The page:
On April 3, 1998, Luise filed a verified complaint in seven counts, against the Village, Szabo, the City of Evanston (Evanston), USF & G Insurance Company (USF&G), and Peerless Insurance Company (Peerless). In count I, Luise sought foreclosure on a mechanics' lien filed on a project for Evanston (Evanston Project). Count II alleged breach of contract against Szabo for the Evanston Project. Count II sought recovery for a payment bond provided on the Evanston Project and count IV alleged breach of a third-party beneficiary contract for the Evanston Project. In count V, Luise sought foreclosure of the lien filed on the Skokie Project. In count VI, Luise sought judgment against Szabo for breach of contract for the Skokie Project, and count VII asserted an action for breach of the third-party beneficiary contract for the Skokie Project. On August 26, 1998, Luise filed an amended complaint adding a count for recovery on a payment bond provided by Peerless for the Skokie Project. The added count became count VII and the count for breach of the third-party beneficiary contract for the Skokie Project became count VIII.
On November 10, 1999, the trial court entered a default judgment against Szabo in connection with the counts relating to the Evanston Project and Evanston was ordered to pay $90,455.27 to Luise. On June 13, 2000, the trial court granted Luise leave to withdraw and non-suit count VIII of its amended complaint against Skokie. However, during the course of the proceedings, Szabo filed for bankruptcy, and Luise's action was stayed. On June 19, 2000, the bankruptcy court entered an order modifying the stay and allowing Luise to proceed with its case as long as no recovery was sought from Szabo. On July 7, 2000, the court granted Luise's motion for voluntary dismissal of its action against Peerless.
On May 4, 2000, Luise filed a motion for summary judgment and a supporting memorandum as to count V of its amended complaint. On August 31, 2000, the Village filed a countermotion for summary judgment against Luise. The Village argued that the services provided by Luise on the Skokie Project are not lienable under section 23 of the Mechanics Lien Act (770 ILCS 60/23 (West 2000)). Judge Clifford Meacham heard oral arguments on the cross-motions for summary judgment on September 26, 2000.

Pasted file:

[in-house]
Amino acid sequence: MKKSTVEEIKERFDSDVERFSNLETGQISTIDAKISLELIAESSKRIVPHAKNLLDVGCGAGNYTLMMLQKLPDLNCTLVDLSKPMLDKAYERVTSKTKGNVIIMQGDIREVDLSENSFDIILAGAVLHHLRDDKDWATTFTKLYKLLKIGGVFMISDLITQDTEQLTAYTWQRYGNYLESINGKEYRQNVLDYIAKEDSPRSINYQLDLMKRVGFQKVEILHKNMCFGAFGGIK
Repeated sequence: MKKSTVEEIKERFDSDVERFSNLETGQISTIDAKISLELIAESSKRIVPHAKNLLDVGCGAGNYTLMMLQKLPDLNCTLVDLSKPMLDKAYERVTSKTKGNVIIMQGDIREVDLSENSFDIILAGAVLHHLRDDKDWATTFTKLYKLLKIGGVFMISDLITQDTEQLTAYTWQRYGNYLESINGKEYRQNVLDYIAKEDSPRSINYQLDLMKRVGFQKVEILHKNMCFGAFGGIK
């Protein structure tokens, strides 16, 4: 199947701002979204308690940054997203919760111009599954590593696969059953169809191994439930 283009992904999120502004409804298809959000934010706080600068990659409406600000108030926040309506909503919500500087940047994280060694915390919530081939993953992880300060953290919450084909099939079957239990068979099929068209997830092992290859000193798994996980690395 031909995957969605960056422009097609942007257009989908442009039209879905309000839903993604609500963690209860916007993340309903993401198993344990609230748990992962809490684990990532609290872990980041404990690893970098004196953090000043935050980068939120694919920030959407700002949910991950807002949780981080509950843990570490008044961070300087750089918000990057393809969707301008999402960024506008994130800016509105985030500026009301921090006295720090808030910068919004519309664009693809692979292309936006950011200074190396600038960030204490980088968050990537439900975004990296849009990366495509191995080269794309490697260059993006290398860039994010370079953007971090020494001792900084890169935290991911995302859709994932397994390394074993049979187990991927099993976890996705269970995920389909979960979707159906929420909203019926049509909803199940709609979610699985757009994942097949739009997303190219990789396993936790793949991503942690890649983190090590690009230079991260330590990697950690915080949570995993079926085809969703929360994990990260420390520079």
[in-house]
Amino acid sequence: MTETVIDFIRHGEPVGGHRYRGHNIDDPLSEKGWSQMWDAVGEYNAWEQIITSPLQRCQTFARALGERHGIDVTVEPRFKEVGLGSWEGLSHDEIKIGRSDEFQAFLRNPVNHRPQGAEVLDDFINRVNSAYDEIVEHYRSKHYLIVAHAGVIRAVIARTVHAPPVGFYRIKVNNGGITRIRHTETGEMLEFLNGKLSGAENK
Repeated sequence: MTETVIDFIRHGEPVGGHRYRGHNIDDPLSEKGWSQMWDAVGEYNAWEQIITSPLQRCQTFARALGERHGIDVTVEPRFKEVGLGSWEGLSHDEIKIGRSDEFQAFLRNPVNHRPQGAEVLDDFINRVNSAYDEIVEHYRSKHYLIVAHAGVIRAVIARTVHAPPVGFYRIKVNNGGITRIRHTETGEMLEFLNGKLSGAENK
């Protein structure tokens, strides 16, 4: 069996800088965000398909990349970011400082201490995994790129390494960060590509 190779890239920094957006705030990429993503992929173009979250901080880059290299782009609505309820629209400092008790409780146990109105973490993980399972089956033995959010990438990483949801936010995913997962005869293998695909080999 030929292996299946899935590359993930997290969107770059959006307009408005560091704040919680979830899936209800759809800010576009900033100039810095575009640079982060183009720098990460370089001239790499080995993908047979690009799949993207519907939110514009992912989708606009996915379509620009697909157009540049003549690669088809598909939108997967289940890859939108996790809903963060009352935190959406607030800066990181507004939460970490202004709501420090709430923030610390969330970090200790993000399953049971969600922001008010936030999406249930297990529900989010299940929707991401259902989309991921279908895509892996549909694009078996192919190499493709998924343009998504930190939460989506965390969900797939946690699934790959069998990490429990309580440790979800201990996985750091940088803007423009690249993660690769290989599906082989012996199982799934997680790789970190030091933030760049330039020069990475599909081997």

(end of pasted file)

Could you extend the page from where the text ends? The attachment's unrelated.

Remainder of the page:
On November 1, 2001, Judge Meacham issued a memorandum opinion and order denying Luise's motion for summary judgment and allowing the Village's motion for summary judgment, based on a finding that the services provided by Luise on the Skokie Project were not lienable under section 23 of the Mechanics Lien Act. The order included Supreme Court Rule 304(a) (155 Ill. 2d R. 304(a)) language making it a final and appealable order. Luise filed a timely notice of appeal on December 1, 2001.
Berkeley filed a verified complaint in five counts on August 3, 1998. In count I, Berkeley sought to foreclose a mechanics' lien on the Skokie Project. Count II alleged breach of contract against Szabo; count III sought recovery on a quantum meruit theory; in count IV, Berkeley sought recovery under a payment bond provided by Peerless; and count V sought recovery against the Village for unjust enrichment. On December 7, 1999, Berkeley filed an amended complaint adding Fidelity as a party pursuant to the "Release of Lien" bond provided by Fidelity.
On January 11, 2000, Berkeley's action was stayed pursuant to Szabo's bankruptcy proceedings. The bankruptcy court entered an order modifying the stay and allowing Berkeley to pursue its claims under the Mechanics Lien Act on March 31, 2000, subject to the provision that Berkeley could not enforce or collect any judgment or deficiency against Szabo in the lien foreclosure action.